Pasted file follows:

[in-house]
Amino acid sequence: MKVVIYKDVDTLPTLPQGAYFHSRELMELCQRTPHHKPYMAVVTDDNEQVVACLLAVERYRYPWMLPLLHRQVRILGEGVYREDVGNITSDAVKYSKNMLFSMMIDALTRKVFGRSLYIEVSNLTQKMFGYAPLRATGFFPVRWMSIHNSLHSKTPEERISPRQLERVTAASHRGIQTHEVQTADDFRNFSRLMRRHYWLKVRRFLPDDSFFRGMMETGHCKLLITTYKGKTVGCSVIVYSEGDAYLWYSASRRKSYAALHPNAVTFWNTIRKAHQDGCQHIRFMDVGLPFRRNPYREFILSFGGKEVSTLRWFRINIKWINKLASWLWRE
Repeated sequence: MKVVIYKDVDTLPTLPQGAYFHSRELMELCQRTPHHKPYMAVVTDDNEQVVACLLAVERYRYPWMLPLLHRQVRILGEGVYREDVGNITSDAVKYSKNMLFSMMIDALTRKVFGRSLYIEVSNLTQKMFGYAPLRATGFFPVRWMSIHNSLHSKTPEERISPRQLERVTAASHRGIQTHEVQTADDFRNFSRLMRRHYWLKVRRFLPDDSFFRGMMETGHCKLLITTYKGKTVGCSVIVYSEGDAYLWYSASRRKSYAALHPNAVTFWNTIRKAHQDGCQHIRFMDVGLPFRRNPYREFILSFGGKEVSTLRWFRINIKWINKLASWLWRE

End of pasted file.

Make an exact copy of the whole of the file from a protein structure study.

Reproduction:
[in-house]
Amino acid sequence: MKVVIYKDVDTLPTLPQGAYFHSRELMELCQRTPHHKPYMAVVTDDNEQVVACLLAVERYRYPWMLPLLHRQVRILGEGVYREDVGNITSDAVKYSKNMLFSMMIDALTRKVFGRSLYIEVSNLTQKMFGYAPLRATGFFPVRWMSIHNSLHSKTPEERISPRQLERVTAASHRGIQTHEVQTADDFRNFSRLMRRHYWLKVRRFLPDDSFFRGMMETGHCKLLITTYKGKTVGCSVIVYSEGDAYLWYSASRRKSYAALHPNAVTFWNTIRKAHQDGCQHIRFMDVGLPFRRNPYREFILSFGGKEVSTLRWFRINIKWINKLASWLWRE
Repeated sequence: MKVVIYKDVDTLPTLPQGAYFHSRELMELCQRTPHHKPYMAVVTDDNEQVVACLLAVERYRYPWMLPLLHRQVRILGEGVYREDVGNITSDAVKYSKNMLFSMMIDALTRKVFGRSLYIEVSNLTQKMFGYAPLRATGFFPVRWMSIHNSLHSKTPEERISPRQLERVTAASHRGIQTHEVQTADDFRNFSRLMRRHYWLKVRRFLPDDSFFRGMMETGHCKLLITTYKGKTVGCSVIVYSEGDAYLWYSASRRKSYAALHPNAVTFWNTIRKAHQDGCQHIRFMDVGLPFRRNPYREFILSFGGKEVSTLRWFRINIKWINKLASWLWRE